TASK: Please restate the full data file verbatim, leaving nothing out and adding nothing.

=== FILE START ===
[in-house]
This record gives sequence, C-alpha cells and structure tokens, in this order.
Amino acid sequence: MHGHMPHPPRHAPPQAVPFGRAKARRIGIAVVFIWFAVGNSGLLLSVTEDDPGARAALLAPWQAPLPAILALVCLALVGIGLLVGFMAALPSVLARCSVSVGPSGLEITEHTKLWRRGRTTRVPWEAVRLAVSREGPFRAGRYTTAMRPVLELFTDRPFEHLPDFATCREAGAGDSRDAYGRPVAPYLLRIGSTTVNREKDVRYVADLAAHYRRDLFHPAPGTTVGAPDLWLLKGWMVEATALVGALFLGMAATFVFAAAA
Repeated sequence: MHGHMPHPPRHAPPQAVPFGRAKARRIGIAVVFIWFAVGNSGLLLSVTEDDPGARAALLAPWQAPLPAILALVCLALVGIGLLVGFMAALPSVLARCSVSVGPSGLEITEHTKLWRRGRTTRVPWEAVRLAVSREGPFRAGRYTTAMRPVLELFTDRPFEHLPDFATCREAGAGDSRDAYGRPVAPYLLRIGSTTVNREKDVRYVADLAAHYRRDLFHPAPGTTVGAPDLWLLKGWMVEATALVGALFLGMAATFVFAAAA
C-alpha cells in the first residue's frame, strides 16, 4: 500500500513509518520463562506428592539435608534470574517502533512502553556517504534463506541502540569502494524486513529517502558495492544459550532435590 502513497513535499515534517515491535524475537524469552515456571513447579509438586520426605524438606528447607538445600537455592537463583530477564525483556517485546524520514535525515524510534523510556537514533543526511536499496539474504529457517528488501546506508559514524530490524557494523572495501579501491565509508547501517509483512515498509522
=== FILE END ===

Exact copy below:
[in-house]
This record gives sequence, C-alpha cells and structure tokens, in this order.
Amino acid sequence: MHGHMPHPPRHAPPQAVPFGRAKARRIGIAVVFIWFAVGNSGLLLSVTEDDPGARAALLAPWQAPLPAILALVCLALVGIGLLVGFMAALPSVLARCSVSVGPSGLEITEHTKLWRRGRTTRVPWEAVRLAVSREGPFRAGRYTTAMRPVLELFTDRPFEHLPDFATCREAGAGDSRDAYGRPVAPYLLRIGSTTVNREKDVRYVADLAAHYRRDLFHPAPGTTVGAPDLWLLKGWMVEATALVGALFLGMAATFVFAAAA
Repeated sequence: MHGHMPHPPRHAPPQAVPFGRAKARRIGIAVVFIWFAVGNSGLLLSVTEDDPGARAALLAPWQAPLPAILALVCLALVGIGLLVGFMAALPSVLARCSVSVGPSGLEITEHTKLWRRGRTTRVPWEAVRLAVSREGPFRAGRYTTAMRPVLELFTDRPFEHLPDFATCREAGAGDSRDAYGRPVAPYLLRIGSTTVNREKDVRYVADLAAHYRRDLFHPAPGTTVGAPDLWLLKGWMVEATALVGALFLGMAATFVFAAAA
C-alpha cells in the first residue's frame, strides 16, 4: 500500500513509518520463562506428592539435608534470574517502533512502553556517504534463506541502540569502494524486513529517502558495492544459550532435590 502513497513535499515534517515491535524475537524469552515456571513447579509438586520426605524438606528447607538445600537455592537463583530477564525483556517485546524520514535525515524510534523510556537514533543526511536499496539474504529457517528488501546506508559514524530490524557494523572495501579501491565509508547501517509483512515498509522